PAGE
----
Chronic Disease Part 2: Chronic Obstructive Pulmonary Disease (COPD)

This is part 2 in a multi-part series on the role of Rehab Providers in the management of chronic disease. Don’t forget to check out Part 1: Heart Failure!

Chronic Obstructive Pulmonary Disease is a widely diagnosed disease of the lungs that includes the diagnoses of emphysema and chronic bronchitis. COPD can be caused by several things such as genetic diseases (alpha-1-antitrypsin deficiency, for example, which causes emphysema in children and adults), lifestyle choices (such as smoking), work environments with poor engineering controls and toxic output (asbestos, coal, and steel production), or community/home environments that require regular burning of substances with toxic output for a heat source or for food preparation.

Like the name suggests, it is an obstructive lung condition, meaning that stuff gets in the airway making it hard for air to get OUT of the lungs. Air trapping, mucus hypersecretion, physiological and physical changes to the body, chronic cough, and decreased overall activity level are all signature components of COPD. COPD used to be ranked based on severity for GOLD levels which are based on FEV1. This system is not part of a clinical picture of symptoms assessment instead of the sole descriptor:

GOLD, 2020

COPD is often accompanied by (or even caused by) other chronic diseases such as left heart failure. It can exist in isolation, but even then, the treatments tend to induce other chronic conditions. Long term COPD management with corticosteroids has a host of side effects including osteoporosis, diabetes, vision impairments, and increased risk of infection (among others). Long term use of bronchodilators (inhalant medications, typically) have been linked to myocardial infarctions, hypokalemia, and bronchospasm. These side effects lead to some interventions being contraindicated (such as percussion) that would otherwise be helpful in COPD symptom management.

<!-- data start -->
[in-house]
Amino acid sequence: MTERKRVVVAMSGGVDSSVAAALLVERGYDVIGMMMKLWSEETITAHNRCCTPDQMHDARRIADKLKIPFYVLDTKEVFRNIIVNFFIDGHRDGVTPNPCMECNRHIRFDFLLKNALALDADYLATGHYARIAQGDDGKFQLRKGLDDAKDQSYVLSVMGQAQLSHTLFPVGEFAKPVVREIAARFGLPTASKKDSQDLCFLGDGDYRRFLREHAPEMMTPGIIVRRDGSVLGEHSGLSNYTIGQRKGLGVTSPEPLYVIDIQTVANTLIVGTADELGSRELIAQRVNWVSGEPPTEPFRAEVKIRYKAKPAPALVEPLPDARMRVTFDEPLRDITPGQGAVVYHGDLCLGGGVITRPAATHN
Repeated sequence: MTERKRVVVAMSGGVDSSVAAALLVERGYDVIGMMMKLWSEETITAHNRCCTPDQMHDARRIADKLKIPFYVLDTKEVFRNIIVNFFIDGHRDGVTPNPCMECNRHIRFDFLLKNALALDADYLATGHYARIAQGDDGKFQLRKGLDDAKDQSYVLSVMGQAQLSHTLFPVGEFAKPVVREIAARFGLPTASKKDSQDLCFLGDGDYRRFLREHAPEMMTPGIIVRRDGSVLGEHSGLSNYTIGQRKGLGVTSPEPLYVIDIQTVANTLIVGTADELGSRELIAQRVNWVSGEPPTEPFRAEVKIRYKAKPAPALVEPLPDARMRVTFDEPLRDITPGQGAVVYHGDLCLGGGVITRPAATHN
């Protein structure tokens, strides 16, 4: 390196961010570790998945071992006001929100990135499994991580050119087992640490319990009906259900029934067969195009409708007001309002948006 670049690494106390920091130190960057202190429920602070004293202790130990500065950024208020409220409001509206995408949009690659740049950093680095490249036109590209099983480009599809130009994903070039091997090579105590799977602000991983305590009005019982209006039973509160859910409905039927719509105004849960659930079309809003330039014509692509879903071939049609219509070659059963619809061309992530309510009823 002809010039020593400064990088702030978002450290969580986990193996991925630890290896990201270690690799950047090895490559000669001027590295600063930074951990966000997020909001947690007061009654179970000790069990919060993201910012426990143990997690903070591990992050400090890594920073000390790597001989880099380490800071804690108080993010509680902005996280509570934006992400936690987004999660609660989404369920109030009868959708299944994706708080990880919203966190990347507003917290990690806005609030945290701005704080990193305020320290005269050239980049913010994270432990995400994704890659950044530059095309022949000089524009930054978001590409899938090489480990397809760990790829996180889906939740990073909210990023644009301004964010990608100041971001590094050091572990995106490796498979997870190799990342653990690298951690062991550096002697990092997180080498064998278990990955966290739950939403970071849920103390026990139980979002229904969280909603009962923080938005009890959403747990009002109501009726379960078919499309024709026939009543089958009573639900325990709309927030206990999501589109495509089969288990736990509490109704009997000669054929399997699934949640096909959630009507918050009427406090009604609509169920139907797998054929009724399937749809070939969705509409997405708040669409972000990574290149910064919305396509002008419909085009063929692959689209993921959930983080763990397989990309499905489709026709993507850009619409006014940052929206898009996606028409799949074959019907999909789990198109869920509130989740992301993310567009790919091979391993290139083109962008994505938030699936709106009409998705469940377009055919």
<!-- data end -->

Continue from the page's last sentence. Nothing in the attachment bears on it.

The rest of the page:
If you treat patients with COPD regularly, you tend to get a feeling for what COPD looks like. That’s because it comes with physiologic changes that eventually result in physical changes (similar to most chronic diseases!) that can be spotted across the room: barrel chests, blue-ish lips, digital clubbing, sunken eyes, coughing regularly, accessory musculature popping out of the collar of a shirt… And those are just the things we can see. The thinks we can’t see are worse. Chronic cough is also associated with urinary incontinence and chronic back pain, and diseases of breathing are associated with depression and anxiety.

Our goal with patients who have COPD is two-fold:
Reduce the risk of rehospitalization and improve quality of life.
These two goals include all the medical management and functional interventions we would apply. But first…

We have to quantify it

Just because someone has COPD doesn’t mean they necessarily need a PT or any other rehab provider involved in their care, so we need to make it clear when and why we are necessary. We need to express what deficits they are facing because of their COPD (or any other comorbidity). You’ll need some tools for this. There are many that are somewhat generic, but there are some disease specific tools, too. These tools are great because they can really help direct your interventions to give the patient the most BANG for their BUCK! We will talk about a few of them here, but there are many.